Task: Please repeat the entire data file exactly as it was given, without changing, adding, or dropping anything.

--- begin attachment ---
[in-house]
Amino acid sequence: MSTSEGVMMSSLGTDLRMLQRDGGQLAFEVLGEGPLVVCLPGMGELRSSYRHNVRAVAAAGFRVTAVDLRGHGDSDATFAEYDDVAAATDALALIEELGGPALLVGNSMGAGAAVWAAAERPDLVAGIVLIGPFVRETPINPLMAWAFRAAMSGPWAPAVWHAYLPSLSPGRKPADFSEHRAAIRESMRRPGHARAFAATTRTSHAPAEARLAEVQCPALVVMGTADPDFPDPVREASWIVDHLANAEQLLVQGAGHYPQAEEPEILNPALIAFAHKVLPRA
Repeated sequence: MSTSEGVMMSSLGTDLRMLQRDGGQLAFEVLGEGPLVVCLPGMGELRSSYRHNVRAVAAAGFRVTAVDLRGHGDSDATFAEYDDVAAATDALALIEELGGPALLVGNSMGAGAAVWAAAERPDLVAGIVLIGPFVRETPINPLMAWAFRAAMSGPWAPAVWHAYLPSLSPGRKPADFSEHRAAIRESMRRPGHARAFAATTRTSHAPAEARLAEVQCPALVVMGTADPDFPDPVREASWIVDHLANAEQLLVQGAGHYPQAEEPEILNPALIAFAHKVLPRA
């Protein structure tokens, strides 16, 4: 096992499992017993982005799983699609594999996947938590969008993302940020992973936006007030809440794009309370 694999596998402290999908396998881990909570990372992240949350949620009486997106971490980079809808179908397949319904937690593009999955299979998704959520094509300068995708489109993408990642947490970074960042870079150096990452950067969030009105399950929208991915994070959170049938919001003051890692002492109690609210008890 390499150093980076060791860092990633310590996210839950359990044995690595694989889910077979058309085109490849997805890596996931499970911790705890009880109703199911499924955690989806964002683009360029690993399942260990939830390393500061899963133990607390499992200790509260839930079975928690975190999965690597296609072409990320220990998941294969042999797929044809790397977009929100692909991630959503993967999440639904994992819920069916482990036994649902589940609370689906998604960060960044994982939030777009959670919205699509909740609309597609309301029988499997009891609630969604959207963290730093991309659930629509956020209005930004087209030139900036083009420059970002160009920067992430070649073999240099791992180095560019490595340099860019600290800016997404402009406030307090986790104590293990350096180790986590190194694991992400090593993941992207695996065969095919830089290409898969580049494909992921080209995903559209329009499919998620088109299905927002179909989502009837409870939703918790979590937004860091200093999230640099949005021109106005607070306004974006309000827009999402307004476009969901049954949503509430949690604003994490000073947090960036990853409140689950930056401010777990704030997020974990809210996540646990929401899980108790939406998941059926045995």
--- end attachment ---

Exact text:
[in-house]
Amino acid sequence: MSTSEGVMMSSLGTDLRMLQRDGGQLAFEVLGEGPLVVCLPGMGELRSSYRHNVRAVAAAGFRVTAVDLRGHGDSDATFAEYDDVAAATDALALIEELGGPALLVGNSMGAGAAVWAAAERPDLVAGIVLIGPFVRETPINPLMAWAFRAAMSGPWAPAVWHAYLPSLSPGRKPADFSEHRAAIRESMRRPGHARAFAATTRTSHAPAEARLAEVQCPALVVMGTADPDFPDPVREASWIVDHLANAEQLLVQGAGHYPQAEEPEILNPALIAFAHKVLPRA
Repeated sequence: MSTSEGVMMSSLGTDLRMLQRDGGQLAFEVLGEGPLVVCLPGMGELRSSYRHNVRAVAAAGFRVTAVDLRGHGDSDATFAEYDDVAAATDALALIEELGGPALLVGNSMGAGAAVWAAAERPDLVAGIVLIGPFVRETPINPLMAWAFRAAMSGPWAPAVWHAYLPSLSPGRKPADFSEHRAAIRESMRRPGHARAFAATTRTSHAPAEARLAEVQCPALVVMGTADPDFPDPVREASWIVDHLANAEQLLVQGAGHYPQAEEPEILNPALIAFAHKVLPRA
């Protein structure tokens, strides 16, 4: 096992499992017993982005799983699609594999996947938590969008993302940020992973936006007030809440794009309370 694999596998402290999908396998881990909570990372992240949350949620009486997106971490980079809808179908397949319904937690593009999955299979998704959520094509300068995708489109993408990642947490970074960042870079150096990452950067969030009105399950929208991915994070959170049938919001003051890692002492109690609210008890 390499150093980076060791860092990633310590996210839950359990044995690595694989889910077979058309085109490849997805890596996931499970911790705890009880109703199911499924955690989806964002683009360029690993399942260990939830390393500061899963133990607390499992200790509260839930079975928690975190999965690597296609072409990320220990998941294969042999797929044809790397977009929100692909991630959503993967999440639904994992819920069916482990036994649902589940609370689906998604960060960044994982939030777009959670919205699509909740609309597609309301029988499997009891609630969604959207963290730093991309659930629509956020209005930004087209030139900036083009420059970002160009920067992430070649073999240099791992180095560019490595340099860019600290800016997404402009406030307090986790104590293990350096180790986590190194694991992400090593993941992207695996065969095919830089290409898969580049494909992921080209995903559209329009499919998620088109299905927002179909989502009837409870939703918790979590937004860091200093999230640099949005021109106005607070306004974006309000827009999402307004476009969901049954949503509430949690604003994490000073947090960036990853409140689950930056401010777990704030997020974990809210996540646990929401899980108790939406998941059926045995």